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Saudi Arabia has delivered what Russian Deputy Prime Minister Alexander Novak called "a New Year's gift" to the oil market with its surprise announcement of an extra 1 million b/d production cut, blowing away expectations that the OPEC+ alliance would merely roll over its collective output ceiling.
Saudi Arabia will hold its February and March crude production to 8.119 million b/d, well below its quota of 9.119 million b/d, to help bring down oil inventories that had bloated from the pandemic, energy minister Prince Abdulaziz bin Salman said Jan. 5, after two days of OPEC+ talks.
"We do that with the purpose of supporting our economy, the economies of our friends and OPEC+ countries, and for the betterment of the industry at all levels," he said in a post-meeting press conference.
The cut is unilateral, with no other countries following suit. It will more than offset modest rises granted to Russia and Kazakhstan after hard-won negotiations. Those two countries will be allowed to boost their production by a combined 75,000 b/d in February and another 75,000 b/d in March, with all other OPEC+ members holding their quotas steady from January.
Novak lauded Saudi Arabia's "great contribution," saying the country "is playing a major role in ensuring a normal level of stocks on the market."
The move returns Saudi Arabia, for two months at least, to its status as the world's primary swing producer, after Prince Abdulaziz had long insisted that other OPEC+ members share the burden.
The prince dismissed concerns that the cut would benefit US shale rivals and said it was not only a goodwill gesture to other members of the alliance but also a "preemptive measure," in case global oil demand worsens from rising coronavirus cases.
"Attending to these things earlier will give much better room to maneuver later on," he said. "We are all hoping that these so-called lockdowns that have taken place recently will be reduced hopefully in the next month or so, and the world economy will continue improving. We've tried to preempt daunting stock levels that we need to reduce."
GIFT UP HIS SLEEVE
The news juiced oil prices, with front-month Brent futures jumping almost 5% to $53.53/b at 2018 GMT.
And it came as a pleasant shock to many OPEC+ members, who were left in the dark on Saudi Arabia's announcement until Prince Abdulaziz revealed the cut to reporters after the meeting.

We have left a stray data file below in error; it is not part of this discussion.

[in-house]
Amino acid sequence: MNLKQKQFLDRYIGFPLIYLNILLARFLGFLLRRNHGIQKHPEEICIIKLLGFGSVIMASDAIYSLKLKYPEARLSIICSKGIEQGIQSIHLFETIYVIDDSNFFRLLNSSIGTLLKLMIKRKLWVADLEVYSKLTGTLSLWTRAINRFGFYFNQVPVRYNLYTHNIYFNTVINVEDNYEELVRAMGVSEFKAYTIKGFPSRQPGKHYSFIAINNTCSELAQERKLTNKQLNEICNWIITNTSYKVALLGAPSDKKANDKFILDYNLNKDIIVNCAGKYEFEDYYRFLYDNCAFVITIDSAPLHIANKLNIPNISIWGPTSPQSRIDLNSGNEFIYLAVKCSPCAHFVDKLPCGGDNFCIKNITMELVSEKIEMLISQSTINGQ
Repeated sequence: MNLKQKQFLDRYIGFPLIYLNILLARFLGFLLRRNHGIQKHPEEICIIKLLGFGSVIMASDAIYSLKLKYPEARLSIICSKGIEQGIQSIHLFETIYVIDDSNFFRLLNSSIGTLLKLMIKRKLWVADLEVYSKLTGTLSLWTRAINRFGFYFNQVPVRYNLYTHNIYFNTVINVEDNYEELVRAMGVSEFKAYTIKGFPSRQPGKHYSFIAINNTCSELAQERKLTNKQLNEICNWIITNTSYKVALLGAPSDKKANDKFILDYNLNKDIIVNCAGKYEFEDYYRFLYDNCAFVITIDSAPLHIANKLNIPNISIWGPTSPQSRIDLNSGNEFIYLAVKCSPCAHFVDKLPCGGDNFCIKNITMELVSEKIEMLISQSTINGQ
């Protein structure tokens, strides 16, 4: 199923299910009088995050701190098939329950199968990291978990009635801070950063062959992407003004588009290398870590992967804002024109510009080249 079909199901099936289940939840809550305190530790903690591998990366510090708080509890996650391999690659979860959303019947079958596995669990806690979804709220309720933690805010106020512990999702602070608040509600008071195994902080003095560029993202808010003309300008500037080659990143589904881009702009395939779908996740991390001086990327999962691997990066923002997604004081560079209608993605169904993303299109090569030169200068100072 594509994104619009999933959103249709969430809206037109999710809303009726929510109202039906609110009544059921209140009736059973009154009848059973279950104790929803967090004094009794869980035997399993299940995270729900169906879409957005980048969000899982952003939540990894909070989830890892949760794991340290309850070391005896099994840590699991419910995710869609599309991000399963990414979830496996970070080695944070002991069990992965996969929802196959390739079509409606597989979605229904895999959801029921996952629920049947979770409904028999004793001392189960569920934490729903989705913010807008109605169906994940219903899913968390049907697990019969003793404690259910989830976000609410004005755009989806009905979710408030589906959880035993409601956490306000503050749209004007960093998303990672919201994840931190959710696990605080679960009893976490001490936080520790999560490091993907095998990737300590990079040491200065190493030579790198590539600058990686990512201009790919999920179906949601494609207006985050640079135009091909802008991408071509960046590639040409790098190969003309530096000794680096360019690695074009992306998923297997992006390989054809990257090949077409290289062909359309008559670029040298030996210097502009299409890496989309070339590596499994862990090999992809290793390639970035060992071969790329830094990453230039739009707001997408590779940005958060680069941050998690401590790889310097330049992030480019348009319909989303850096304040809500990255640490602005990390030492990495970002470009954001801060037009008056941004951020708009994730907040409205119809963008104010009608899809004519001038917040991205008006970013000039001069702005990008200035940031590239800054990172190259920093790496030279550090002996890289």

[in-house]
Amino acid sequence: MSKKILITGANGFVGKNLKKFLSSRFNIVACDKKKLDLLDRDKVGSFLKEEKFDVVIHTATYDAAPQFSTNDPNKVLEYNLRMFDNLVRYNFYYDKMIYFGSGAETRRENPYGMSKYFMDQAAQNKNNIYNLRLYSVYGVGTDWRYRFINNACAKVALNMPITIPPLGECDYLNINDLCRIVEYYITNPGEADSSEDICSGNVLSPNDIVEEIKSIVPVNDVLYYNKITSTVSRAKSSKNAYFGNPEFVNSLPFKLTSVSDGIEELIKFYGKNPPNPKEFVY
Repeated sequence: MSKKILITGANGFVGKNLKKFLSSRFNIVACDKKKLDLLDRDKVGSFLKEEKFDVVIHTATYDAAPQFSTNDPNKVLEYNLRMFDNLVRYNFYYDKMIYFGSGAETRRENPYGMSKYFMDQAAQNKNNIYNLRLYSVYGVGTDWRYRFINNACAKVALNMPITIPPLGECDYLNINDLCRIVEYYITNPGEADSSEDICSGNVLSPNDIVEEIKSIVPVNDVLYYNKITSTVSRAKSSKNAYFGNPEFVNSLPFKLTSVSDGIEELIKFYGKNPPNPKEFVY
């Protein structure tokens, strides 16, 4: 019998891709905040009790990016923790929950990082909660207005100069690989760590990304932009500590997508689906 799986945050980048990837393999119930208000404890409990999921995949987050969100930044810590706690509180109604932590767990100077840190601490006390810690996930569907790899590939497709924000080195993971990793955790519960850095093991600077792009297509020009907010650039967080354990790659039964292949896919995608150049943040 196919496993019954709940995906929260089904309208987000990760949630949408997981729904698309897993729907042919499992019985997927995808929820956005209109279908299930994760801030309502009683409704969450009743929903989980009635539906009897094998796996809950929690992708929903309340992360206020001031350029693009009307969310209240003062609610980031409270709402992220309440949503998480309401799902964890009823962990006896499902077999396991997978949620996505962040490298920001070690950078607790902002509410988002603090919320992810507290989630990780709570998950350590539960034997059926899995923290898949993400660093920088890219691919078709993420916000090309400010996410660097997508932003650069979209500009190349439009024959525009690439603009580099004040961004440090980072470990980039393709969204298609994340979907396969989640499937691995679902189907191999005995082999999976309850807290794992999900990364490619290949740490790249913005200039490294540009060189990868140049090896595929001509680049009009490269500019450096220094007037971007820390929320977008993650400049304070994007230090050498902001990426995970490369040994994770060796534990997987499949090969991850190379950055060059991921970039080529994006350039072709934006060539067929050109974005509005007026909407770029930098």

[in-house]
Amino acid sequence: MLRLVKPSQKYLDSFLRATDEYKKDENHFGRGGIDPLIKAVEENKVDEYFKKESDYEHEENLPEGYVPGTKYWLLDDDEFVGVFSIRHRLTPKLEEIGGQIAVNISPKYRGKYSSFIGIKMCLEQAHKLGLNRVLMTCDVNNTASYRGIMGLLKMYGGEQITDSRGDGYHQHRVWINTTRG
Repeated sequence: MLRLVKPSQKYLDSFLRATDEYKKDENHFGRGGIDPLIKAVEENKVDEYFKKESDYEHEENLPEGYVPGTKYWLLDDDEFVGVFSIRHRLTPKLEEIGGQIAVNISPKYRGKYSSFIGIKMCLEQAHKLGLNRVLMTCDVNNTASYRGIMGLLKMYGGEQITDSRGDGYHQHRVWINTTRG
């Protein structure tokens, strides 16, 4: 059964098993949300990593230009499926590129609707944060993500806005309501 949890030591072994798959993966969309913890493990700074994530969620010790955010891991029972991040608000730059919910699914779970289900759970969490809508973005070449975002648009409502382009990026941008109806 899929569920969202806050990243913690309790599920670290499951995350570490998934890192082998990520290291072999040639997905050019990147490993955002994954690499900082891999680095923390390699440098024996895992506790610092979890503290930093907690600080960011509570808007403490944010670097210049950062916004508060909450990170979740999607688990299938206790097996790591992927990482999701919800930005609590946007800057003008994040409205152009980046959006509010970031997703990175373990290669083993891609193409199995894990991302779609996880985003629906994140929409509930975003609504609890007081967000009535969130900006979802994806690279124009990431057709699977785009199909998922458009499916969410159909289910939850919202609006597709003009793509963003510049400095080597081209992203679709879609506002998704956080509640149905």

Delegates said the prince had hinted a unilateral cut might be coming, telling ministers he had "a fantastic proposal in my pocket," but had not said what the volume would be.
But the special dispensation given to Russia and Kazakhstan to raise production raised some eyebrows, as they were two of the least compliant members with their quotas. As of the end of November, Russia had overproduced its cap by a cumulative 609,000 b/d, the most in the coalition, while Kazakhstan was 213,000 b/d over.
Those two countries had lobbied hard for the OPEC+ alliance to collectively increase its output by 500,000 b/d to recapture market share amid expectations of a global demand recovery from the pandemic.
Under the agreement, their rises will be about half the amount that would been allowed under their original proposal.
The UAE initially backed the Russian proposal for a production rise but later fell in line with Saudi Arabia and most other OPEC+ members who favored rolling over all quotas, given the slow ramp-up of vaccines and the renewed lockdown measures imposed by several countries to contain the resurgent virus, delegates said.
Russia and Saudi Arabia, as the two largest OPEC+ members, had shared the same quota since the current deal was implemented in May, but now their paths will diverge significantly.
"Russia was allowed to get away with increasing oil production and together with Kazakhstan, it is making the chronically un-compliant OPEC+ members the clear winners of this meeting," said Bjornar Tonhaugen, an analyst with Rystad Energy.
Novak said the OPEC+ pact had always assumed a gradual production rise over the coming months, and that Russia sought to "do it smoothly, considering the situation of the market."
He appeared far more bullish than other OPEC+ ministers.
"We're seeing a recovery in the market, despite all uncertainty and lockdowns, which are not as harsh as they were and are not having as significant an impact on mobility and demand," Novak told reporters. "We need to consider current situation, monitor the situation and bring back production."
S&P Global Platts Analytics said Russia's reluctance to be tied down to stark quotas could make future OPEC+ meetings increasingly difficult, but even with the slight rise in the deal struck, Russian crude supply through March will remain more than 1 million b/d below April levels - when a brief price war erupted with Saudi Arabia.
"Eventually, Russia's determination to protect market share, when combined with the potential price impact on other non-OPEC supply, could become problematic to OPEC+ cohesion if Saudi cuts sustain $50/b Brent," Platts Analytics said in a note.
MANAGING THE MARKET
The OPEC+ alliance, which controls roughly half of world crude production, implemented production cuts totaling 7.2 million b/d in January and was planning on adjusting quotas monthly as market conditions warrant.
The agreement now locks in quotas through the first quarter, with the group's next meeting set for March 4 to set April levels.
An advisory committee co-chaired by Prince Abdulaziz and Novak that assesses member compliance and reviews market outlooks will convene Feb. 3 and March 3.
Including the extra Saudi cut, the 19 members with quotas under the OPEC+ agreement will see their total production capped at 35.728 million b/d in February, an 8.125 million b/d cut from October 2018 levels.
For March, the ceiling will edge up to 35.803 million b/d, an 8.050 million b/d cut.
Libya, Iran and Venezuela remain exempt from quotas.